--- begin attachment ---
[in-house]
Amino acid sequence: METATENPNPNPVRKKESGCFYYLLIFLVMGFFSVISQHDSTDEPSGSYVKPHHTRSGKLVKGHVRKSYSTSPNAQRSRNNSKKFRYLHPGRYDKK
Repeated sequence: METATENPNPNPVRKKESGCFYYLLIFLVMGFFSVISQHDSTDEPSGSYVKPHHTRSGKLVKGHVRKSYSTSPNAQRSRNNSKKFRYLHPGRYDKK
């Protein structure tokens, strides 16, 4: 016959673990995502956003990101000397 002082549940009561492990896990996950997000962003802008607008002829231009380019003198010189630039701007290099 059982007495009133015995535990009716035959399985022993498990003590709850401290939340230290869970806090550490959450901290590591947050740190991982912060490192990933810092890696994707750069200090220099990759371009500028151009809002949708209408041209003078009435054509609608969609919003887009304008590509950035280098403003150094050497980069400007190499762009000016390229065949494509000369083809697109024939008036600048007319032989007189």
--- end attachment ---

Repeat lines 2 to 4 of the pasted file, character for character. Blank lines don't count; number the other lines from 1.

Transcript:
Amino acid sequence: METATENPNPNPVRKKESGCFYYLLIFLVMGFFSVISQHDSTDEPSGSYVKPHHTRSGKLVKGHVRKSYSTSPNAQRSRNNSKKFRYLHPGRYDKK
Repeated sequence: METATENPNPNPVRKKESGCFYYLLIFLVMGFFSVISQHDSTDEPSGSYVKPHHTRSGKLVKGHVRKSYSTSPNAQRSRNNSKKFRYLHPGRYDKK
């Protein structure tokens, strides 16, 4: 016959673990995502956003990101000397 002082549940009561492990896990996950997000962003802008607008002829231009380019003198010189630039701007290099 059982007495009133015995535990009716035959399985022993498990003590709850401290939340230290869970806090550490959450901290590591947050740190991982912060490192990933810092890696994707750069200090220099990759371009500028151009809002949708209408041209003078009435054509609608969609919003887009304008590509950035280098403003150094050497980069400007190499762009000016390229065949494509000369083809697109024939008036600048007319032989007189």